The Formation and Behaviour of Natural and Artificial Rockslide Dams; Implications for Engineering Performance and Hazard Management

  • Stephen G. Evans
  • Keith B. Delaney
  • Reginald L. Hermanns
  • Alexander Strom
  • Gabriele Scarascia-Mugnozza
Part of the Lecture Notes in Earth Sciences book series (LNEARTH, volume 133)


The formation and behaviour of natural and artificial rockslide dams are reviewed to update the well-known work of Costa and Schuster [1]. Rockslide dams block surface drainage to form upstream lakes. They may occur naturally due to landslides or as a result of engineered rock slope failure. As evidenced by the 2010 Hunza event (Pakistan), the stability of rockslide dams is a major consideration in landslide risk assessment in mountain terrain, particularly with respect to the possibility of a destructive downstream flood resulting from a breach of the dam. The damming of a river by a rockslide may require immediate engineering response to mitigate the hazard. However, failure by breaching is less frequent than long-term stability. These issues are examined with reference to nine case histories of rockslide dams and rockslide-dammed lakes; Gohna (1894), Rio Barrancas (1914), Condor-Sencca (1945), Mayunmarca (1974), La Josefina (1993), Tsao-Ling (1999), Yigong (2000), Tangjiashan (2008), and the Hunza (2010). The case histories also illustrate the utility of digital terrain data (especially the SRTM-3 data set obtained in February 2000) and remote sensing imagery to obtain accurate estimates of the impoundment volumes and other geomorphic data on rockslide-dammed lakes. Methods of estimating peak breach discharge and downstream flood effects exist but are still largely empirical in nature. Measures to mitigate hazard associated with rockslide-dammed lakes include the construction of a spillway over the rockslide debris, a by-pass tunnels through the abutments of the debris dam, the implementation of dam and lake-level monitoring and failure warning systems to mitigate downstream damage. A review of some well-documented examples show that these measures have had been applied with mixed success in the past. Natural rockslide dams are commonly used for foundations for conventional constructed dams. Artificial rockslide dams are created by rock slope failure induced by large-scale explosion (blast-fill dams). The largest blast-fill dam yet constructed is the Medeo Dam, a debris flow retention structure near Alma-Ata, Kazakhstan. Rockslide dams and their geomorphic effects may create an important legacy in the landscape through massive accumulations of lake sediments, impact on river channels, and effects on river long-profiles.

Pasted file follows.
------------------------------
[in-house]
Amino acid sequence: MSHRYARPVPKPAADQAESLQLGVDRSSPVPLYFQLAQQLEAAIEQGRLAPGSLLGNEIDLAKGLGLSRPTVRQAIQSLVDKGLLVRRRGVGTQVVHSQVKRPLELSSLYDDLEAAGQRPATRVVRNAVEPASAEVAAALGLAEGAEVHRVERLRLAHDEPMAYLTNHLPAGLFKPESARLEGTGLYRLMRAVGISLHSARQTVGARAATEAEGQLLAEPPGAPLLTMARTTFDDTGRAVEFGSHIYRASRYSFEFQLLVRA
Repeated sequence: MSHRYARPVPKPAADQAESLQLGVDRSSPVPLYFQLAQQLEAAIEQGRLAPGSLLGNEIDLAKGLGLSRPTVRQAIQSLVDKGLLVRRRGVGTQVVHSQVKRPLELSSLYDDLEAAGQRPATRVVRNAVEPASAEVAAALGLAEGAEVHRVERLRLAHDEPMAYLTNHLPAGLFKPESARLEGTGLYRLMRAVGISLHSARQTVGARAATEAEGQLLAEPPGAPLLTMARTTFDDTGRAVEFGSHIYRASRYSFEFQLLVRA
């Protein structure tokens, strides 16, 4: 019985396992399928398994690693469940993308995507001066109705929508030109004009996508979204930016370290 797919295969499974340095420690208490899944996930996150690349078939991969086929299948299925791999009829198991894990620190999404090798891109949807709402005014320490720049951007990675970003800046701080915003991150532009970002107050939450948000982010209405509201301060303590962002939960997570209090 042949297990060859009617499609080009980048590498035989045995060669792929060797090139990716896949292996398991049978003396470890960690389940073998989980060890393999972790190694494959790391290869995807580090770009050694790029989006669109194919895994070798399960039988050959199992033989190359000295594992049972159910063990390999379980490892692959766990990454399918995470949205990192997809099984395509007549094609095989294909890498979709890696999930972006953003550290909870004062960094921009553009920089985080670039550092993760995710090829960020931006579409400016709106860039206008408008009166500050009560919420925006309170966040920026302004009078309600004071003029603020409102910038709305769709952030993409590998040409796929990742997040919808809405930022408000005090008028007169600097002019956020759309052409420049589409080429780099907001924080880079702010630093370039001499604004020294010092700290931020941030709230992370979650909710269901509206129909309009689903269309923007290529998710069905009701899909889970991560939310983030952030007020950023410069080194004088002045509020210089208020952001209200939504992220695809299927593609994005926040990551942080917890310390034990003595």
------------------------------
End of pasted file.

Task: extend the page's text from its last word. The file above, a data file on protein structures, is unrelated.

Debris Flow Lake Level Rock Avalanche Downstream Face Outburst Flood 
These keywords were added by machine and not by the authors. This process is experimental and the keywords may be updated as the learning algorithm improves.


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Copyright information

© Springer-Verlag Berlin Heidelberg 2011

Authors and Affiliations

  • Stephen G. Evans
    • 1
  • Keith B. Delaney
    • 1
  • Reginald L. Hermanns
    • 2
  • Alexander Strom
    • 3
  • Gabriele Scarascia-Mugnozza
    • 4
  1. 1.Landslide Research Programme, Department of Earth and Environmental SciencesUniversity of WaterlooWaterlooCanada
  2. 2.International Centre for Geohazards, Geological Survey of NorwayTrondheimNorway
  3. 3.Institute of Geospheres Dynamics, Russian Academy of SciencesMoscowRussia
  4. 4.Department of Earth SciencesUniversity of Rome “La Sapienza”RomeItaly

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